slate is written upon, and the opportunity present by the fresh start
is lost. BoJack feels he is only capable of being loved by someone
if they do not know him because anyone who really knows what
he is like could not possibly love him.
Another common trope is The Tortured Genius; in these
stories, depression is the romanticized burden of an artistic
mastermind or a brilliant savant. This depiction suggests the inner
demons of mental illness serve as the source of creative success,
which indicates an inherent link between creativity and mental
illness, as if the torment is part of the gift (Klein). It may seem like
a curse, but it is really a blessing because it leads to such artistic
genius. This portrayal is grounded in the idea that “great art comes
from great pain.” While that certainly can be true, it is not always
true. Great art can also come from great joy, great boredom, great
luck, and many other sources. Moreover, great pain does not
always produce great art. As Lloyd Sederer, medical director of the
New York State Office of Mental Health, explains, “Sometimes
you have the two combined. When you have geniuses who have
such prominence, like Philip Seymour Hoffman or Robin Williams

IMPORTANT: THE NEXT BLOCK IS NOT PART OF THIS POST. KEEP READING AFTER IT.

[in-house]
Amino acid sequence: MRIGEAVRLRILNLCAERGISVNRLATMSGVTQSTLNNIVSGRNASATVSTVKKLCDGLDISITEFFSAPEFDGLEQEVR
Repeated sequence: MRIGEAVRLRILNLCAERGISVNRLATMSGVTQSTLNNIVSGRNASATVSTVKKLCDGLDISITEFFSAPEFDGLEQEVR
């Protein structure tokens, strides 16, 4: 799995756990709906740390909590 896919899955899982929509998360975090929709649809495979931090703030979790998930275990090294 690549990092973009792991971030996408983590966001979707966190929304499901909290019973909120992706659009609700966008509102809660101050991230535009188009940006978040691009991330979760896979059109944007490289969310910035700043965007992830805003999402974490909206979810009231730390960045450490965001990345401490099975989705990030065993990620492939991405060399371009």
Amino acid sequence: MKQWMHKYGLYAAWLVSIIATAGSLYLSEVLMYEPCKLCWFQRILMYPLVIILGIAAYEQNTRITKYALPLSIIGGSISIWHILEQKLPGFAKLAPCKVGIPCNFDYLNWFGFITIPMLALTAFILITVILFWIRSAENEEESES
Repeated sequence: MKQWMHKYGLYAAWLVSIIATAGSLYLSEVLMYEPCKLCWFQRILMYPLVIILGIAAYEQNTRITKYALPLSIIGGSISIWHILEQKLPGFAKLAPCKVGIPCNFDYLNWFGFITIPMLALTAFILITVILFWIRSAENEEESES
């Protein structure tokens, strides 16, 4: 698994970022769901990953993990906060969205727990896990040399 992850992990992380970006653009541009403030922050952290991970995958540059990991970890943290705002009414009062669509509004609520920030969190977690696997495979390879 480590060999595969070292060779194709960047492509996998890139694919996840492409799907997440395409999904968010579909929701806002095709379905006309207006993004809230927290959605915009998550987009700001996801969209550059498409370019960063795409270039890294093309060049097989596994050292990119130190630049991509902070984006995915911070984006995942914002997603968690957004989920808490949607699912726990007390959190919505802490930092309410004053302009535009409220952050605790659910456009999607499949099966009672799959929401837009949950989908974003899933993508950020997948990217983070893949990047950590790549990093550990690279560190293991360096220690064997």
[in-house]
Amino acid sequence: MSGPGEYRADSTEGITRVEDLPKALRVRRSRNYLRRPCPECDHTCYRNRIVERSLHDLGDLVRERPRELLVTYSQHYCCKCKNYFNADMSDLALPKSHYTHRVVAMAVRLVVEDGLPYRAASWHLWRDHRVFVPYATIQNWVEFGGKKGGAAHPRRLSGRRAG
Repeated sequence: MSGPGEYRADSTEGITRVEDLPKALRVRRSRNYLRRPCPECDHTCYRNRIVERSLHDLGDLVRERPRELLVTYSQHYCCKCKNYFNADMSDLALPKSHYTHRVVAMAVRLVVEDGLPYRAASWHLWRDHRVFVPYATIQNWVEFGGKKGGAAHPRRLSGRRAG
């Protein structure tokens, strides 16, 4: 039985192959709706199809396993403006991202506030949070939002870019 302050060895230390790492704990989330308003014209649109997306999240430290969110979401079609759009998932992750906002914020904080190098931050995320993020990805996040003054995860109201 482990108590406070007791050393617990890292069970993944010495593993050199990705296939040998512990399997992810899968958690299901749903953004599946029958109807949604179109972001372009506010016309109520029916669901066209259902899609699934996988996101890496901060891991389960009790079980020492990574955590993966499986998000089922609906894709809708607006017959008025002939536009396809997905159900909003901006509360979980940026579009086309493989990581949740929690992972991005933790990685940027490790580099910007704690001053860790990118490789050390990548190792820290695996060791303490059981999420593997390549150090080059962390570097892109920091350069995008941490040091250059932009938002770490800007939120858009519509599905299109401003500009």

or John Nash, they make you think that this is more common than
it is” (qtd. in Klein). The Tortured Genius trope romanticizes
mental illness as a blessing and a curse; it is torment glamorized
with a silver lining and the price to be paid for such creative
brilliance. The Aviator (2004), Amadeus (1984), A Beautiful Mind
(2001), Frida (2002), and many other films and television shows
reinforce the illusion that this phenomenon is more common than
it actually is.
BoJack Horseman also quickly does away with the idea of the
tortured genius, making it immediately apparent that BoJack’s
former sitcom Horsin Around was no artistic masterpiece, that it did
not come from a place of great pain, and that BoJack himself is no
genius. He is an actor who made low-brow television
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